Posted June 18, 2022.
Christoph Kalter examines how European nations reconstituted themselves at the end of the empire, through the story of colonists “returning” from Portuguese Africa.
Having built much of their wealth, power and identity on imperial expansion, how did the Portuguese and, by extension, Europeans manage the end of the empire? Postcolonial People explores the processes and consequences of decolonization through the stories of the more than half a million Portuguese settlers who, after the Carnation Revolution of 1974, “returned” from Angola, Mozambique and other parts of Portugal‘s crumbling empire back to their country of origin and citizenship, itself undergoing significant upheaval. Examining for the first time comprehensively the history and memory of returnees, this book contributes to debates on colonial racism and its legacies. It studies migration, the “refugee” and integration to expose an apparent paradox: the end of empire and the return migrations it triggered belong to a global history of the 20th century and are shaped by transnational dynamics . However, they did nothing to dethrone the primacy of the nation-state. On the contrary, they reinforced it.
“Christoph Kalter’s in-depth analysis of those who ‘returned’ to Portugal from Africa during decolonization poses critical questions about race, racism and postcolonial nationality and interrogates persistent Lusotropical colonial myths. our time of resurgent imperial memoirs and controversies, Postcolonial People‘s lucid insights make it timely and invaluable reading. Elizabeth ButtnerUniversity of Amsterdam
“Decolonization not only changed the map of the world, but also had profound repercussions on European societies. Surely the definitive study of the half million retornados arriving in Portugal at the end of the empire in 1975, Postcolonial People makes a fascinating contribution to the history of migration, public memory and postcolonial Europe. — Sebastien ConradFree University of Berlin
‘Postcolonial People provides an innovative account of Europe’s last great decolonization, focusing on the retornados who migrated to the Portuguese metropolis. Kalter’s study explores the productive space created by the gaps between protagonists’ understandings of their experiences and legal categories such as refugee and citizen. In lively and accessible prose, Kalter demonstrates how transnational migration processes from the former colonies of Portugal and international humanitarian responses have paradoxically helped to entrench notions of nationhood, even as they transformed the very meanings and boundaries of this national community. Extensive, meticulously researched, relatively informed and conceptually sharp, Postcolonial People breaks new ground in its analysis of how the simultaneous end of empire and authoritarian rule in Portugal reconfigured what it meant to be Portuguese in legal and socio-cultural terms. — Pamela BallingerUniversity of Michigan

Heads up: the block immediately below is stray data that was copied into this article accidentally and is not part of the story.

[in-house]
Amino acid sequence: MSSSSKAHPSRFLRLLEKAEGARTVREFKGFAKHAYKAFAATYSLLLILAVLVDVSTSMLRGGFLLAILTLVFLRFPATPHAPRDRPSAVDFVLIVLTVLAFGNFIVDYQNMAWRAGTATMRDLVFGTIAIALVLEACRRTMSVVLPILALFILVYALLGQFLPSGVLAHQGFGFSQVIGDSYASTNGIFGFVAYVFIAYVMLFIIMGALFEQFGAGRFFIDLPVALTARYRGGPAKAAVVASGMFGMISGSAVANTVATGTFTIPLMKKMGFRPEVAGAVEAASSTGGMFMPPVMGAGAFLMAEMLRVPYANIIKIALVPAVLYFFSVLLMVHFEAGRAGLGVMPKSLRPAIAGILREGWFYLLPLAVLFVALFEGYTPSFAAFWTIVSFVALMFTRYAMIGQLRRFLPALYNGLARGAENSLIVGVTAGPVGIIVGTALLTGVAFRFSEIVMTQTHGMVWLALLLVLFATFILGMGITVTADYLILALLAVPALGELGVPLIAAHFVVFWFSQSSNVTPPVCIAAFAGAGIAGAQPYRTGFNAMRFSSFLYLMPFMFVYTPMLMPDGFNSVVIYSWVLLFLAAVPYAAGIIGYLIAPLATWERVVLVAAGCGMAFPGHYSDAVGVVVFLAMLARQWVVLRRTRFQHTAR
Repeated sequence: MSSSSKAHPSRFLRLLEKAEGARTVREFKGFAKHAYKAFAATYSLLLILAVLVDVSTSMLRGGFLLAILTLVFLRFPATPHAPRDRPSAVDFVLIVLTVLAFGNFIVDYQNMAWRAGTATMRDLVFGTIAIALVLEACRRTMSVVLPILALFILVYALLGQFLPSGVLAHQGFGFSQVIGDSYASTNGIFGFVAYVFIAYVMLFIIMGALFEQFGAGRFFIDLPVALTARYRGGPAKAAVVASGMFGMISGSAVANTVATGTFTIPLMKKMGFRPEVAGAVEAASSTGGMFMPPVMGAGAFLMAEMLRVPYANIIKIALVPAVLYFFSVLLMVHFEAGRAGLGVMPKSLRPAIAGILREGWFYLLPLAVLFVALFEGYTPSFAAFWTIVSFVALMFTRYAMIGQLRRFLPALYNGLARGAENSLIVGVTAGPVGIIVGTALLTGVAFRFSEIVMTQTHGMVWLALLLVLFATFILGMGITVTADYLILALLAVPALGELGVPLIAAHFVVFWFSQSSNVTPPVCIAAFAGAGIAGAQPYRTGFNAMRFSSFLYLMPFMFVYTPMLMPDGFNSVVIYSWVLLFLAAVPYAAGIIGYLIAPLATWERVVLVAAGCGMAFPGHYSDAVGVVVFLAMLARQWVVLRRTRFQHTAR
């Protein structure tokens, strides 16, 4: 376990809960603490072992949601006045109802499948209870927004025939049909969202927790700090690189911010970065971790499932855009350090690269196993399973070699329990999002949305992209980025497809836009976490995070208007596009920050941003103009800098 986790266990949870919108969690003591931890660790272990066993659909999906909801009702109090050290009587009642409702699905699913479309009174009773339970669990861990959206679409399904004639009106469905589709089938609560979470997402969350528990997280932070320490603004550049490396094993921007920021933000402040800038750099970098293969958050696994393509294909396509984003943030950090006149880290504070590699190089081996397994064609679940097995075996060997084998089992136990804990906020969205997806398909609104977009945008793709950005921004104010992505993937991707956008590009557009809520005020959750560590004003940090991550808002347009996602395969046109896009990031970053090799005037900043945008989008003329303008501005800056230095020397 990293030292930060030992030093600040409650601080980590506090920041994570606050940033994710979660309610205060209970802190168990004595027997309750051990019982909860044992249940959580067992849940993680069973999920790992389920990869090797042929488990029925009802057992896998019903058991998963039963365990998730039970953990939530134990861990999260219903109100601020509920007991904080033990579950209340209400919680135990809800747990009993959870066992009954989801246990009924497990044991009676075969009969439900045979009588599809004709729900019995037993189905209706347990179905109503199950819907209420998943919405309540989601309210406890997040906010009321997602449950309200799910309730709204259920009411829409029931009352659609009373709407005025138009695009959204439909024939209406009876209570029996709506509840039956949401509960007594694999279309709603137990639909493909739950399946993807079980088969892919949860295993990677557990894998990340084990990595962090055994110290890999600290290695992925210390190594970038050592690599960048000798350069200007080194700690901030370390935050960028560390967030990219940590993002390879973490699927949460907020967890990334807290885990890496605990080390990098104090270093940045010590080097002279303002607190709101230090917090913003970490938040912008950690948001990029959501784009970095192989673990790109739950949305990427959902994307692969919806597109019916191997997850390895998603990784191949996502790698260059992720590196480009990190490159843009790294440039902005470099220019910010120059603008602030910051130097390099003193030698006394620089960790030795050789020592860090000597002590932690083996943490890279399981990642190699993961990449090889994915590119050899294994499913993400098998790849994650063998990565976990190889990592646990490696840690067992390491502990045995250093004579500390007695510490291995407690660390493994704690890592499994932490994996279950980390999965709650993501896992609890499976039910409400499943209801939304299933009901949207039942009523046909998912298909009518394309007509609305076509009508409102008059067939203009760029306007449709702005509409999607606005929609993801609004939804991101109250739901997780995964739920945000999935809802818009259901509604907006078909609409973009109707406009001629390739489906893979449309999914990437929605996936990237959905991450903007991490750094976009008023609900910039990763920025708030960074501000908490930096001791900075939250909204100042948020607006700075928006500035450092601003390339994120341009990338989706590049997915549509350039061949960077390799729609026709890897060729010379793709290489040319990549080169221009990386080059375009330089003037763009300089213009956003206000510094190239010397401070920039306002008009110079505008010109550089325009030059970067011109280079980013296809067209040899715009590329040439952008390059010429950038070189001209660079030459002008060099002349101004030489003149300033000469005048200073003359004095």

“It is original and innovative work, empirically sound and analytically sophisticated. It corrects several unsubstantiated historiographical and public assertions, offering a convincing assessment of the massive immigration from the former Portuguese colonies in Africa as a consequence of the interrelated dynamics of democratization, after the Revolução dos Cravos of 1974, and formal decolonization. . Moreover, it contributes to a richer study of European trajectories of decolonization and their multifaceted and lasting effects. — Miguel Bandeira JeronimoUniversity of Coimbra
About the Author
Christopher Kalter is assistant professor at the Center for World History at the Freie Universität Berlin. He obtained his doctorate in modern history from the same university in 2010. His research focuses on decolonization after 1945 and postcolonial societies in Europe, particularly France and Portugal. His first book was published by Cambridge UP in 2016 (originally published in German in 2011). Entitled ‘The Discovery of the Third World: Decolonization and the Rise of the New Left in France, c. 1950-1976», it deals with the articulation between the rise of the concept of “Third World” and that of a new radical left in France. Currently, Christoph Kalter is pursuing his interest in postcolonial Europe in a second draft of a book titled ‘Postcolonial people. Migration and Decolonization in Portugal, c. 1974-2014,’ which addresses the history of decolonization in metropolitan France through a focus on the so-called returns.
Title: Postcolonial people: The return from Africa and the Remasking of portugal
Author: Christopher Kalter
Editor: Cambridge University Press
Publication date: May 26, 2022